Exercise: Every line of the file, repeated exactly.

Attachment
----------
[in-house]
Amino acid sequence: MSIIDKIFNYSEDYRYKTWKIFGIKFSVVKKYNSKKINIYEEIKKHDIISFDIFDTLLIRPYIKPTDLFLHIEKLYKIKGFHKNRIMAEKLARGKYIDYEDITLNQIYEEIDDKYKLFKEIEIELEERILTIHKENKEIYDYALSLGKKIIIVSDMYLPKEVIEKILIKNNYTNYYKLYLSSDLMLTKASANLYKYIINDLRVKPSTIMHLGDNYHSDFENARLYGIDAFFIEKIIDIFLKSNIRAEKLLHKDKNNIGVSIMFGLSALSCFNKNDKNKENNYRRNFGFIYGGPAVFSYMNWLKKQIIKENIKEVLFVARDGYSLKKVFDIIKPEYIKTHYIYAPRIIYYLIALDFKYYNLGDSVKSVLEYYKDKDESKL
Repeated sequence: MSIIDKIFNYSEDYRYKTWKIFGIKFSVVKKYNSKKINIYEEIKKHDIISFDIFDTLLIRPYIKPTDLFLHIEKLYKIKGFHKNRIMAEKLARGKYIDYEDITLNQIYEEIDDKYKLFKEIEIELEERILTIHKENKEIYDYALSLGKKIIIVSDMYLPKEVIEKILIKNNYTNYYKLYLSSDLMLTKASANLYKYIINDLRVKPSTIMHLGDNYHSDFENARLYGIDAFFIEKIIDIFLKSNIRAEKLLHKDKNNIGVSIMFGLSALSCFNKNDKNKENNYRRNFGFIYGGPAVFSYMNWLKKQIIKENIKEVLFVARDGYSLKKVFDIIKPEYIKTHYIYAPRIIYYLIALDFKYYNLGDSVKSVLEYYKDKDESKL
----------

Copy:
[in-house]
Amino acid sequence: MSIIDKIFNYSEDYRYKTWKIFGIKFSVVKKYNSKKINIYEEIKKHDIISFDIFDTLLIRPYIKPTDLFLHIEKLYKIKGFHKNRIMAEKLARGKYIDYEDITLNQIYEEIDDKYKLFKEIEIELEERILTIHKENKEIYDYALSLGKKIIIVSDMYLPKEVIEKILIKNNYTNYYKLYLSSDLMLTKASANLYKYIINDLRVKPSTIMHLGDNYHSDFENARLYGIDAFFIEKIIDIFLKSNIRAEKLLHKDKNNIGVSIMFGLSALSCFNKNDKNKENNYRRNFGFIYGGPAVFSYMNWLKKQIIKENIKEVLFVARDGYSLKKVFDIIKPEYIKTHYIYAPRIIYYLIALDFKYYNLGDSVKSVLEYYKDKDESKL
Repeated sequence: MSIIDKIFNYSEDYRYKTWKIFGIKFSVVKKYNSKKINIYEEIKKHDIISFDIFDTLLIRPYIKPTDLFLHIEKLYKIKGFHKNRIMAEKLARGKYIDYEDITLNQIYEEIDDKYKLFKEIEIELEERILTIHKENKEIYDYALSLGKKIIIVSDMYLPKEVIEKILIKNNYTNYYKLYLSSDLMLTKASANLYKYIINDLRVKPSTIMHLGDNYHSDFENARLYGIDAFFIEKIIDIFLKSNIRAEKLLHKDKNNIGVSIMFGLSALSCFNKNDKNKENNYRRNFGFIYGGPAVFSYMNWLKKQIIKENIKEVLFVARDGYSLKKVFDIIKPEYIKTHYIYAPRIIYYLIALDFKYYNLGDSVKSVLEYYKDKDESKL